State Commissioner Sues Gov. Branstad for Discrimination

Iowa Gov. Terry Branstad delivers his Condition of the State address before a joint session of the Iowa Legislature, Tuesday, Jan. 10, 2012, at the Statehouse in Des Moines, Iowa. (AP Photo/Charlie Neibergall)

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By Ryan Jones

DES MOINES, Iowa (AP) — The Iowa Workers' Compensation commissioner filed a lawsuit in federal court Wednesday alleging Gov. Terry Branstad, Lt. Gov. Kim Reynolds and members of the governor's staff discriminated against him for political reasons and because he's gay.

Christopher Godfrey's lawsuit filed in U.S. District Court in Des Moines claims Branstad and some of his staff violated his constitutional rights by cutting his salary and by trying to push him out of his job. Godfrey, 40, oversees disputes between injured workers and their employers in Iowa.

Godfrey claims that Branstad and others on his staff discriminated by "establishing, maintaining, and/or enforcing policies that treat homosexual appointive state officers differently than heterosexual appointive state officers, by slandering them and illegally reducing their salaries."

He claims further discriminated against him by "demanding plaintiff's resignation because of his sexual orientation and drastically reducing plaintiff's salary."

Godfrey has been commissioner since 2006, first appointed by Democratic Gov. Tom Vilsack and reappointed by former Gov. Chet Culver, also a Democrat. His term expires in April 2015.

Branstad, a Republican, asked Godfrey to resign in December 2010. Godfrey refused.

Godfrey says the Legislature established six-year terms for the commissioner to insulate the position from partisan politics. Since governors serve four-year terms, the commissioner appointed by the previous governor would have two years remaining to serve.

Godfrey's attorney Roxanne Conlin said Branstad wants to bring in a commissioner who would align more with him politically. She said Godfrey is trying to protect the integrity of the system by refusing to step aside.

Godfrey said Branstad, Reynolds, Branstad's Chief of Staff Jeffrey Boeyink, and the governor's lawyer Brenna Findley again tried to get him to resign in 2011. When he refused, his salary was cut from just over $112,000 to around $73,000.

The attorney representing Branstad and the others on his staff said the officials were doing their jobs.

George A. LaMarca said the law requires the governor to evaluate Godfrey's performance and set his salary. LaMarca says a study shows Iowa's workers' compensation costs have increased between 2006 and 2012 while other states reduced or held costs steady. He said higher costs to employers hurt job growth and Iowa's ability to compete for jobs. Branstad and members of his staff have blamed Godfrey for the increasing costs to businesses.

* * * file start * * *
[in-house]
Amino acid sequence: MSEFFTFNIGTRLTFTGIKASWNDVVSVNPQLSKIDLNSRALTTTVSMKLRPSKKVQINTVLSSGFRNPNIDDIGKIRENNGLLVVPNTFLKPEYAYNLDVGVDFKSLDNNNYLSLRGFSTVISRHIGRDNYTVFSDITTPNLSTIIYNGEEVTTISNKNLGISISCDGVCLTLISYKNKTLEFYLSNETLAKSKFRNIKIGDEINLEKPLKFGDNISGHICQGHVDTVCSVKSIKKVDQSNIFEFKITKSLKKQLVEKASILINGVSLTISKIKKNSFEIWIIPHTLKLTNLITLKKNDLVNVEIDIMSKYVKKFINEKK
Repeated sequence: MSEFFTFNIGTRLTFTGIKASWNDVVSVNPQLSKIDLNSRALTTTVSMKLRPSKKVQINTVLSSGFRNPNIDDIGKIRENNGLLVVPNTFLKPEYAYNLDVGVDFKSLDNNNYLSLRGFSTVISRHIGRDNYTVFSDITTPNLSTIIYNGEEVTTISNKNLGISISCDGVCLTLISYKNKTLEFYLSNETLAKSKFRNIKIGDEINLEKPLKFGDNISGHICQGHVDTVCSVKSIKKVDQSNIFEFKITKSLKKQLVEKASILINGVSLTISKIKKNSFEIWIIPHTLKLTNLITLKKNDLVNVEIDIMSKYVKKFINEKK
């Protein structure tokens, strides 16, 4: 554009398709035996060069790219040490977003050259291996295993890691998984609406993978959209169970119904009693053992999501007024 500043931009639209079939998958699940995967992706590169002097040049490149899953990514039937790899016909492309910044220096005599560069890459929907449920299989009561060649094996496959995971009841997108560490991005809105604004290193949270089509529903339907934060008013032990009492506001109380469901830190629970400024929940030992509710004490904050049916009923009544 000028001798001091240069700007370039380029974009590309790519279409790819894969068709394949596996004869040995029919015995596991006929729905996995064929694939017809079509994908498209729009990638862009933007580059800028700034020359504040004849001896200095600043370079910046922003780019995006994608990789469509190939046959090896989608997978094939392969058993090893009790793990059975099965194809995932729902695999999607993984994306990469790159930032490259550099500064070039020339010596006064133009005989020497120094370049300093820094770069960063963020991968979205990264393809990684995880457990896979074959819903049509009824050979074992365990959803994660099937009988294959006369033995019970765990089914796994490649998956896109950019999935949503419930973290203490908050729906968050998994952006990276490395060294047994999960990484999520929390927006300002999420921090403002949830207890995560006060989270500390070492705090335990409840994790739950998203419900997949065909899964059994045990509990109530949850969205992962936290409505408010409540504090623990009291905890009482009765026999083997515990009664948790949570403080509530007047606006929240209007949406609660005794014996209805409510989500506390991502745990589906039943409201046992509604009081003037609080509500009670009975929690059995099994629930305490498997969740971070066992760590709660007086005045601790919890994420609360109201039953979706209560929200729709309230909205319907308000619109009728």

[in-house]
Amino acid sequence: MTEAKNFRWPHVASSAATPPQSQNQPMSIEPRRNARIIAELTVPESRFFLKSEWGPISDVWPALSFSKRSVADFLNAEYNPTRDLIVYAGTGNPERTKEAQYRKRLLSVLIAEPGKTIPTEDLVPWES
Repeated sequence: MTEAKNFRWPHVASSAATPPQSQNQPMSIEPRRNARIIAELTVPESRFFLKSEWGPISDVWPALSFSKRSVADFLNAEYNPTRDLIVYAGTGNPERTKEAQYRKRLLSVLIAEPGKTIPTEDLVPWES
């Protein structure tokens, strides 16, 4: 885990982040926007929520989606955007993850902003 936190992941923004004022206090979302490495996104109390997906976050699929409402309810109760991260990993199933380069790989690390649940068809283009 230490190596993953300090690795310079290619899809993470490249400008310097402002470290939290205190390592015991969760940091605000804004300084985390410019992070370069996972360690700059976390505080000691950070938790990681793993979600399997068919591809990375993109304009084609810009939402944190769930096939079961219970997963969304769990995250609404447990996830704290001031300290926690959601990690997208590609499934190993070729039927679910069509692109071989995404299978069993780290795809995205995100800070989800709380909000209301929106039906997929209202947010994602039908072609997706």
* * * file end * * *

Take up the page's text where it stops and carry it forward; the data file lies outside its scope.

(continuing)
Godfrey also claims Iowa Workforce Development Director Teresa Wahlert has subjected him to ostracism, isolation and retaliation.

He said she withheld about $161,000 from his division's budget for 2012 and that Branstad vetoed the position of chief deputy commissioner from the department's budget to further push him to quit.

The lawsuit also alleges Branstad, Reynolds, Boeyink, and Branstad's spokesman Tim Albrecht have made false statements to news organizations about Godfrey's performance.

He says he has been excluded from meetings, retreats, and conferences which were critical to the performance of his duties. The lawsuit claims the state officials denied Godfrey of his rights of due process and equal protection under the law guaranteed by the U.S. Constitution.

The rights were denied for "strictly partisan purposes" and "because of his sexual orientation," the lawsuit said.

He seeks money for mental and emotional harm and distress and loss of wages and benefits

Godfrey filed a similar lawsuit alleging violations of his state civil rights last year. It is on hold in Polk County District Court until the Iowa Supreme Court rules on whether state officials have immunity against defamation.

"This federal lawsuit is nothing more than an extreme makeover of the ongoing state lawsuit," LaMarca said. "A number of other claims based on these same facts have already been dismissed in the state court action."

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